Court of Appeal Order Retrial in Interflora Keyword Advertising Case
The Court of Appeal in a very unusual move has ordered a retrial in the Interflora v Marks and Spencer PLC keyword advertising case.
The dispute between Interflora and Marks and Spencer has rumbled on now for nearly five years. In 2008, Interflora launched trade mark infringement proceedings against Marks & Spencer regarding its bidding on the 'Interflora' keyword term which triggered advertisements linking to Marks and Spencer's florist services. None of the advertisements used the Interflora trade mark visibly in the adlinks and merely linked through to sections of the Marks and Spencer website which promoted its florist services. Marks and Spencer's actions were triggered by a relaxation of Google's policies in the UK in 2008 which allowed competitors to bid on keywords incorporating their competitor's trade mark. In May 2013, following a referral to the Court of Justice of the European Union ('CJEU'), the High Court found in favour of Interflora finding that the 'average consumer' might presume that Marks and Spencer were part of the Interflora network of florists, when indeed they were not.
The use of trade marks in keyword advertising in the EU is to a large degree governed by the findings of the Google France decision of the CJEU in 2010 which states that trade mark infringement will be held if the ad concerned does not enable reasonably informed and reasonably attentive internet users, or enables them only with difficulty, to ascertain whether the goods or services referred to by the ad originate from the brand owner or an undertaking economically connected to it or, on the contrary, originates from a third party. In the original High Court decision, Justice Arnold found that the Marks and Spencer ads did not enable the average consumer to discern that the ads were in some way not connected to Interflora. Justice Arnold relied relatively heavily in his judgement on the doctrine of 'initial interest confusion', a concept of trade mark law which has been imported into EU trade mark law from the United States. Initial interest confusion is a concept which holds that if an internet user, for example, is 'initially confused' into thinking a keyword advert is in some connected to a brand owner, and then clicks on that ad and goes through to a linked website, even if their 'confusion' is dispelled when visiting the linked website, in the case at hand that the linked website is connected to Marks and Spencer and not Interflora, trade mark infringement will still be held to have occurred.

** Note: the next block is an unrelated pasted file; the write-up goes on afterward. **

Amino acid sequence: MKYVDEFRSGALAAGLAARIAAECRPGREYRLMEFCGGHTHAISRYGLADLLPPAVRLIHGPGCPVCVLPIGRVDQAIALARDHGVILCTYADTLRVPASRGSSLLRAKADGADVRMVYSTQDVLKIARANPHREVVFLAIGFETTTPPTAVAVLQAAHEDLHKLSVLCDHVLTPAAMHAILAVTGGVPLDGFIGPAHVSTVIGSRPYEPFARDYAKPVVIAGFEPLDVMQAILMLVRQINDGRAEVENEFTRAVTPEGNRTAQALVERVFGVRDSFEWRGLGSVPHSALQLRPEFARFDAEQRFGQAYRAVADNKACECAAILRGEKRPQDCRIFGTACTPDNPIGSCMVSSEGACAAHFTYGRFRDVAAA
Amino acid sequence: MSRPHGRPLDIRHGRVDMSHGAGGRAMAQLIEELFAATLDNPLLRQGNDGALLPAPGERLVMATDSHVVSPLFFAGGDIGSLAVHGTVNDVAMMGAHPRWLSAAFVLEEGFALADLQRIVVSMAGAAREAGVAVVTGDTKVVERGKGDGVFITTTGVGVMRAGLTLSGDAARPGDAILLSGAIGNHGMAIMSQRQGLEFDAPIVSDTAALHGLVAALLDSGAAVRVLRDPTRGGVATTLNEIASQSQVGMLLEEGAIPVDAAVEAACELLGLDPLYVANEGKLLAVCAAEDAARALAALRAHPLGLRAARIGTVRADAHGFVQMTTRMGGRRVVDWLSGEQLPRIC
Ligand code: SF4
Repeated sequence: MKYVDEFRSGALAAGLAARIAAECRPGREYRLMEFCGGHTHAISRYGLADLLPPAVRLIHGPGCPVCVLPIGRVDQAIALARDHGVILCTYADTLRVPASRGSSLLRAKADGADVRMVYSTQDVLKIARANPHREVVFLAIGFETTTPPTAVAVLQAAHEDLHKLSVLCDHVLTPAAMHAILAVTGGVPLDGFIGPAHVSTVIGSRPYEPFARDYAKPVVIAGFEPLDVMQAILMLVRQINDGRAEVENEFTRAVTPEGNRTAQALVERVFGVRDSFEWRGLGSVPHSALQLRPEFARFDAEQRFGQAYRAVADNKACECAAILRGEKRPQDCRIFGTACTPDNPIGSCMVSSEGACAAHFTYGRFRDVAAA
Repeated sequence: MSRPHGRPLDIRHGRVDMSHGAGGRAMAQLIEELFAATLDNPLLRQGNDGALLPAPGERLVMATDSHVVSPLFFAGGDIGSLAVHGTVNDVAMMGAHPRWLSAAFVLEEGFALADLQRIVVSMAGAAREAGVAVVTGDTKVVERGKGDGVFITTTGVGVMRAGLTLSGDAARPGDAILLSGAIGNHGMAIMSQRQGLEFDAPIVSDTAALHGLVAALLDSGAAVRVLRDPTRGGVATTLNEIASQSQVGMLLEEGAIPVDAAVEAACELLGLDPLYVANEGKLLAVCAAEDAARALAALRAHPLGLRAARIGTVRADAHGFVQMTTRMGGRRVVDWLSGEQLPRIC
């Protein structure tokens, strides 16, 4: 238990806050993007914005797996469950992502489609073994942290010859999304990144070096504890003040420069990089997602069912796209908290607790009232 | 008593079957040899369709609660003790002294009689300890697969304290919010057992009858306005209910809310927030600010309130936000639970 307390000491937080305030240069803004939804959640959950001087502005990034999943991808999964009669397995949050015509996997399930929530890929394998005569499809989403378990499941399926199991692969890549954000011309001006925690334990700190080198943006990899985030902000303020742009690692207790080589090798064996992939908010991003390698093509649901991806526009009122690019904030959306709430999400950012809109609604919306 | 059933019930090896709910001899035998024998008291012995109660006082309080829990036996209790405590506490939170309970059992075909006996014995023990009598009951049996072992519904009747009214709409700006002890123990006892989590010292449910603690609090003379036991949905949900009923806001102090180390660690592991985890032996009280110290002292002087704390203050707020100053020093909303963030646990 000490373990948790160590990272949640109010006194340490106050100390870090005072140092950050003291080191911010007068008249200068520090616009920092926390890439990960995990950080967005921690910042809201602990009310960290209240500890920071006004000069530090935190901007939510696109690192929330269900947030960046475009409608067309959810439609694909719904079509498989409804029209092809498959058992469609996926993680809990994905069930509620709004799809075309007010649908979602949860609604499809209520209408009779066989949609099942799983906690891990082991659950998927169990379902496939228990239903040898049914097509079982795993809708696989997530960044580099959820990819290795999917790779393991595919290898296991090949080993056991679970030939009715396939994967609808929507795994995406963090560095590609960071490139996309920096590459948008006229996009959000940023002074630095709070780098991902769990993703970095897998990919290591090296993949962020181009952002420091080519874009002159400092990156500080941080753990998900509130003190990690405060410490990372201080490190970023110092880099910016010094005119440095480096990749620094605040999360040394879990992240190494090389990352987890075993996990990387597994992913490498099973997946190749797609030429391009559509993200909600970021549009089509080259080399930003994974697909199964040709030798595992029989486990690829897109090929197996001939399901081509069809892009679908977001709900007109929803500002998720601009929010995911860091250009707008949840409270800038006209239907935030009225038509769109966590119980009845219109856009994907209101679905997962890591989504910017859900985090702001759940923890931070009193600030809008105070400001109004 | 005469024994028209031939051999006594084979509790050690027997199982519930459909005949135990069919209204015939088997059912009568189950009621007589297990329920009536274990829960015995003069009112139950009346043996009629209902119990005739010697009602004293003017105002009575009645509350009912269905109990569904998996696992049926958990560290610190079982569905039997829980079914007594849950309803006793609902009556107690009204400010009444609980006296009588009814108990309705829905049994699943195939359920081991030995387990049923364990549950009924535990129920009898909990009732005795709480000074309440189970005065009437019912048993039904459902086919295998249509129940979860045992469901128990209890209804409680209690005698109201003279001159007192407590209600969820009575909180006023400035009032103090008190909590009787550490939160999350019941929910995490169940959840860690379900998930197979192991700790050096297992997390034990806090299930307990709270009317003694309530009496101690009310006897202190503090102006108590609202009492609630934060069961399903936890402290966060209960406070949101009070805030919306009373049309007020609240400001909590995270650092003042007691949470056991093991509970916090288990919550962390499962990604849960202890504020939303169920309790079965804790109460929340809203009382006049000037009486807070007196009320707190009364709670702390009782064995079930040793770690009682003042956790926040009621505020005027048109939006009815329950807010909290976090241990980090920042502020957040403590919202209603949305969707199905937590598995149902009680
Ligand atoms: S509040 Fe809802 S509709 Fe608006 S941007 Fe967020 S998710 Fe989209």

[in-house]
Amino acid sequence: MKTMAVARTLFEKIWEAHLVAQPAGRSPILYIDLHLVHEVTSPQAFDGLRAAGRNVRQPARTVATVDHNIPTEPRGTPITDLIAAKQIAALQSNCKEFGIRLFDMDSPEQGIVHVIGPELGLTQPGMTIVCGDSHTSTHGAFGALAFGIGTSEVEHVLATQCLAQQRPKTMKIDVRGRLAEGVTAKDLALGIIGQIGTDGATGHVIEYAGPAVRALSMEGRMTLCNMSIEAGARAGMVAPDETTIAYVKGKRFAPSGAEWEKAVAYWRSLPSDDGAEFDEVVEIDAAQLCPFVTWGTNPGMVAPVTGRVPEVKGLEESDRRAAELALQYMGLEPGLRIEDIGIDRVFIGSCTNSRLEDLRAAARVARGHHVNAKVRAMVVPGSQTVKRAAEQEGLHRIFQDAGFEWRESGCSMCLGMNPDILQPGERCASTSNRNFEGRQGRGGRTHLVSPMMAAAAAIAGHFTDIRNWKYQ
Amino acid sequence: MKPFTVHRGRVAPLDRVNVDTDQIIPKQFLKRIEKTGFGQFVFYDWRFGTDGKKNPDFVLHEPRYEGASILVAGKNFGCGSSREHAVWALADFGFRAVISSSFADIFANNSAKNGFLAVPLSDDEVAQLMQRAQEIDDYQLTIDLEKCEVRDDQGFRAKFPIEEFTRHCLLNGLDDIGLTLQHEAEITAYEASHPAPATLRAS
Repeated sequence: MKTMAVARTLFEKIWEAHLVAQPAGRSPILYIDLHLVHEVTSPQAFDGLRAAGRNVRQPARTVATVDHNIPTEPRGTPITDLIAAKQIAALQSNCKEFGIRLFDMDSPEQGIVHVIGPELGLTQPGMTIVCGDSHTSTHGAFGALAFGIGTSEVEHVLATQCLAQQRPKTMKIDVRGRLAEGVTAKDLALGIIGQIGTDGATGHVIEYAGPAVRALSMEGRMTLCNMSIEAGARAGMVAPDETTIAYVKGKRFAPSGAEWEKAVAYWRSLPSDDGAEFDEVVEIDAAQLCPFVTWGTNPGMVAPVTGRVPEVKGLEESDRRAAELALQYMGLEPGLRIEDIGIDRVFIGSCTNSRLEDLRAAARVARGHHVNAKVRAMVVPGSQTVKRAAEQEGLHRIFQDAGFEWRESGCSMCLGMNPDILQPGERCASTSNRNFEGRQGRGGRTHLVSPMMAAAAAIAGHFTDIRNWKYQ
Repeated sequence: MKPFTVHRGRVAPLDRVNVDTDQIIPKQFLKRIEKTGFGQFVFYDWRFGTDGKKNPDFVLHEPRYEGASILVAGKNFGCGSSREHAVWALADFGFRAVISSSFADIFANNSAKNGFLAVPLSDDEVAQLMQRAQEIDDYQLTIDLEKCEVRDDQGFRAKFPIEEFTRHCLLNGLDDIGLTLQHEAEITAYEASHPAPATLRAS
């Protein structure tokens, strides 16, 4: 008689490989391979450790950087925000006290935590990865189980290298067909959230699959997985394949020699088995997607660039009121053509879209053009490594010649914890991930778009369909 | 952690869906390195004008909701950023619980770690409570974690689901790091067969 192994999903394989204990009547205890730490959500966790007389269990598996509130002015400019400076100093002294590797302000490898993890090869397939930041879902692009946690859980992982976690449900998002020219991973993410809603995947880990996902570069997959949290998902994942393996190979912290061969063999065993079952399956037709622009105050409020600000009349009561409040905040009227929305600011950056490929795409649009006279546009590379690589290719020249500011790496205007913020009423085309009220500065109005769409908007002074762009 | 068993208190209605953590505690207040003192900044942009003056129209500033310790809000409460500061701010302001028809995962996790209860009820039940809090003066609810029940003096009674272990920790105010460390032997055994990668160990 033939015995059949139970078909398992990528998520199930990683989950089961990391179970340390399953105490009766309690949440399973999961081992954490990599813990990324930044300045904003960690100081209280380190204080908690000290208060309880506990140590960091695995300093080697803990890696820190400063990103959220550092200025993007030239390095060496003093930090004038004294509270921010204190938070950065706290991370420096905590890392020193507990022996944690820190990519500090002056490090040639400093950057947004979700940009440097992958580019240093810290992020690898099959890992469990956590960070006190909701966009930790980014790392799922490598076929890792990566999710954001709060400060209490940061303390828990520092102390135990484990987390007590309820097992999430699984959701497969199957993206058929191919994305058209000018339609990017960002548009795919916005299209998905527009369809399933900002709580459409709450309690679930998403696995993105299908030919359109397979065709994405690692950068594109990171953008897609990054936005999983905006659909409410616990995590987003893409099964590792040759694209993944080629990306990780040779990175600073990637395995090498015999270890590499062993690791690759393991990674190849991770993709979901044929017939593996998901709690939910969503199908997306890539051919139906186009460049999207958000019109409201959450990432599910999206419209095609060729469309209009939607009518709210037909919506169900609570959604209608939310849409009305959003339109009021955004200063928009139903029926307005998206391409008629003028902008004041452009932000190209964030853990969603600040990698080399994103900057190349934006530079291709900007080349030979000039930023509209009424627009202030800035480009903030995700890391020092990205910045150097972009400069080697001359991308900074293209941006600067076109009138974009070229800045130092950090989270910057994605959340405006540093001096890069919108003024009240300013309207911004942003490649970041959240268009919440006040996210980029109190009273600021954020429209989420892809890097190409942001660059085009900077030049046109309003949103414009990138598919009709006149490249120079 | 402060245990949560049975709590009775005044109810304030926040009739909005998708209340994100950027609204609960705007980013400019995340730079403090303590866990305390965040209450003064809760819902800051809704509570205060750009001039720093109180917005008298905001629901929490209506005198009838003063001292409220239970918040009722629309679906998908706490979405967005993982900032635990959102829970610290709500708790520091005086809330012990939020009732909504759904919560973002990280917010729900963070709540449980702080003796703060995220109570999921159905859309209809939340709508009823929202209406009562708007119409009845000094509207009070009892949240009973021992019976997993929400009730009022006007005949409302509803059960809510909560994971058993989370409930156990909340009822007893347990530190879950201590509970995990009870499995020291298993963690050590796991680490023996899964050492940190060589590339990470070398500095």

Yesterday, the Court of Appeal heavily criticised the High Court's judge's reliance on the doctrine of 'initial interest confusion' stating in very strong terms 'the doctrine of initial interest confusion is therefore an unnecessary and potentially misleading gloss on the tests the Court has articulated'. Further, the Court of Appeal, held that the Justice Arnold had in some way turned the onus in his original decision to the defendant having to prove that there was not trade mark infringement, when the correct approach was always for the onus to be placed on the claimant to prove that there was infringement i.e. the defendant should not have to prove a negative. The Court of Appeal also criticised Justice Arnold's decision to admit some forms of evidence by Interflora into the proceedings.